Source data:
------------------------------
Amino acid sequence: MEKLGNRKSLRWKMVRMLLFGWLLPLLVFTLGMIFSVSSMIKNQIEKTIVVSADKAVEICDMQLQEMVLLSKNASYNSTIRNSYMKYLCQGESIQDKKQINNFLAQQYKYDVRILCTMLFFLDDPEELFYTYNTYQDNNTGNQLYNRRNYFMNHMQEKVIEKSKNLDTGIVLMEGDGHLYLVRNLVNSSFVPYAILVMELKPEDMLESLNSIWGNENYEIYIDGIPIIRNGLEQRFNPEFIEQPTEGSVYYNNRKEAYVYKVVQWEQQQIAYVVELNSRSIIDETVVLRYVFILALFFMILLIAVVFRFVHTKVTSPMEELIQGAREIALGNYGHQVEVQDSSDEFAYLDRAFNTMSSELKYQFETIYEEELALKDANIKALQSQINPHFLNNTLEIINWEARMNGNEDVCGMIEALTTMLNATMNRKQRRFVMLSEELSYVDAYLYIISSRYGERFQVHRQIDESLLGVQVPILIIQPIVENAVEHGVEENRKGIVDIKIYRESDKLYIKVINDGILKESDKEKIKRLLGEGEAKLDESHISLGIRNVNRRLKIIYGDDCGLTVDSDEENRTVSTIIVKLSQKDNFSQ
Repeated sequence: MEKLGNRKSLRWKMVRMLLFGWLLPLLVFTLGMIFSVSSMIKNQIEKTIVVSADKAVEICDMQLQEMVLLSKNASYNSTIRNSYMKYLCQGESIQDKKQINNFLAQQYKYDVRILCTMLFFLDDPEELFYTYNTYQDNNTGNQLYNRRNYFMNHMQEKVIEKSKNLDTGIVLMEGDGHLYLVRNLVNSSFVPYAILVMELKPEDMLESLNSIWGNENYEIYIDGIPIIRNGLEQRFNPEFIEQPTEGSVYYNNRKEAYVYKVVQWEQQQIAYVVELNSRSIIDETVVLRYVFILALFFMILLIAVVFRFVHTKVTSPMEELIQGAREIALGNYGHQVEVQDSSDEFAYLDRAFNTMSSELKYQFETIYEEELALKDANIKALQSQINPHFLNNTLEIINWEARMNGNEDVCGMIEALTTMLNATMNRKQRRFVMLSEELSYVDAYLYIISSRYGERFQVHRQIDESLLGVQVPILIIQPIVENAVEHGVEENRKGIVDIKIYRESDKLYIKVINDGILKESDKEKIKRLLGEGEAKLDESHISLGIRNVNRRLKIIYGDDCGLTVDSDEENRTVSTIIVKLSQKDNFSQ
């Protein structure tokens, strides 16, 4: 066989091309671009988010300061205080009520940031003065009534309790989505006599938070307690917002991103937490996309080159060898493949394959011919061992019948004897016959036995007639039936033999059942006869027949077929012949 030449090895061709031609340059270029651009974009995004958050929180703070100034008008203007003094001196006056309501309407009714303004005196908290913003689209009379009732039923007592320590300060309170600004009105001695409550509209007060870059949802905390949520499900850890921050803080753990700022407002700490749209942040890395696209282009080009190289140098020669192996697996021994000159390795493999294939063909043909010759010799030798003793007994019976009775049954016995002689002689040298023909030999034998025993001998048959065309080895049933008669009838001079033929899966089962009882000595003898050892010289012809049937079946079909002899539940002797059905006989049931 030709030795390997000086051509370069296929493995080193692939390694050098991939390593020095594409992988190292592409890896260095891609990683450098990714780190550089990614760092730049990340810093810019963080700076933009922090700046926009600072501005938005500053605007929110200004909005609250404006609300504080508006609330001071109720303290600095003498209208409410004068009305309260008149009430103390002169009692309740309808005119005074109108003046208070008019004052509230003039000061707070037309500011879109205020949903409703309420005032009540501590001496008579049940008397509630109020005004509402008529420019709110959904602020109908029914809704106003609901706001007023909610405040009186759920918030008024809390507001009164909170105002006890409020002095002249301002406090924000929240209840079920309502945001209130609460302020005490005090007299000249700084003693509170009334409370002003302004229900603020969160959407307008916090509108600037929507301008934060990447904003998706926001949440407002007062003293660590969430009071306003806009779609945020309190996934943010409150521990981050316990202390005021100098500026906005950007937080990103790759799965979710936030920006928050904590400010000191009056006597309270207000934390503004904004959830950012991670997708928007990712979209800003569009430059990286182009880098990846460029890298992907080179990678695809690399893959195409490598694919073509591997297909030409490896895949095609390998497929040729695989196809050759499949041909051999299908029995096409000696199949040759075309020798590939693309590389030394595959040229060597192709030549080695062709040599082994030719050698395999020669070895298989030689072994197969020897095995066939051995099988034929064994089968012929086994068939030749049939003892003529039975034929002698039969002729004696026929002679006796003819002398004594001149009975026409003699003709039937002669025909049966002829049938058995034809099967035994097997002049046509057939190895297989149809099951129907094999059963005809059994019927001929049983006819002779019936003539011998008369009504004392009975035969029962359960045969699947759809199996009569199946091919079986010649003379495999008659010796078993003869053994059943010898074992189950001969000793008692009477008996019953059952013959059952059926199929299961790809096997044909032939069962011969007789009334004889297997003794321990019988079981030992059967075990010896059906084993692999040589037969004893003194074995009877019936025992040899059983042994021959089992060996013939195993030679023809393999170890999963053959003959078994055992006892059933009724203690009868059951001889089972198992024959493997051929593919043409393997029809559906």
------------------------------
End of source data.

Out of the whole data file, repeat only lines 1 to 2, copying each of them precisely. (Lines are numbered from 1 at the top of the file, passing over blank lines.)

Amino acid sequence: MEKLGNRKSLRWKMVRMLLFGWLLPLLVFTLGMIFSVSSMIKNQIEKTIVVSADKAVEICDMQLQEMVLLSKNASYNSTIRNSYMKYLCQGESIQDKKQINNFLAQQYKYDVRILCTMLFFLDDPEELFYTYNTYQDNNTGNQLYNRRNYFMNHMQEKVIEKSKNLDTGIVLMEGDGHLYLVRNLVNSSFVPYAILVMELKPEDMLESLNSIWGNENYEIYIDGIPIIRNGLEQRFNPEFIEQPTEGSVYYNNRKEAYVYKVVQWEQQQIAYVVELNSRSIIDETVVLRYVFILALFFMILLIAVVFRFVHTKVTSPMEELIQGAREIALGNYGHQVEVQDSSDEFAYLDRAFNTMSSELKYQFETIYEEELALKDANIKALQSQINPHFLNNTLEIINWEARMNGNEDVCGMIEALTTMLNATMNRKQRRFVMLSEELSYVDAYLYIISSRYGERFQVHRQIDESLLGVQVPILIIQPIVENAVEHGVEENRKGIVDIKIYRESDKLYIKVINDGILKESDKEKIKRLLGEGEAKLDESHISLGIRNVNRRLKIIYGDDCGLTVDSDEENRTVSTIIVKLSQKDNFSQ
Repeated sequence: MEKLGNRKSLRWKMVRMLLFGWLLPLLVFTLGMIFSVSSMIKNQIEKTIVVSADKAVEICDMQLQEMVLLSKNASYNSTIRNSYMKYLCQGESIQDKKQINNFLAQQYKYDVRILCTMLFFLDDPEELFYTYNTYQDNNTGNQLYNRRNYFMNHMQEKVIEKSKNLDTGIVLMEGDGHLYLVRNLVNSSFVPYAILVMELKPEDMLESLNSIWGNENYEIYIDGIPIIRNGLEQRFNPEFIEQPTEGSVYYNNRKEAYVYKVVQWEQQQIAYVVELNSRSIIDETVVLRYVFILALFFMILLIAVVFRFVHTKVTSPMEELIQGAREIALGNYGHQVEVQDSSDEFAYLDRAFNTMSSELKYQFETIYEEELALKDANIKALQSQINPHFLNNTLEIINWEARMNGNEDVCGMIEALTTMLNATMNRKQRRFVMLSEELSYVDAYLYIISSRYGERFQVHRQIDESLLGVQVPILIIQPIVENAVEHGVEENRKGIVDIKIYRESDKLYIKVINDGILKESDKEKIKRLLGEGEAKLDESHISLGIRNVNRRLKIIYGDDCGLTVDSDEENRTVSTIIVKLSQKDNFSQ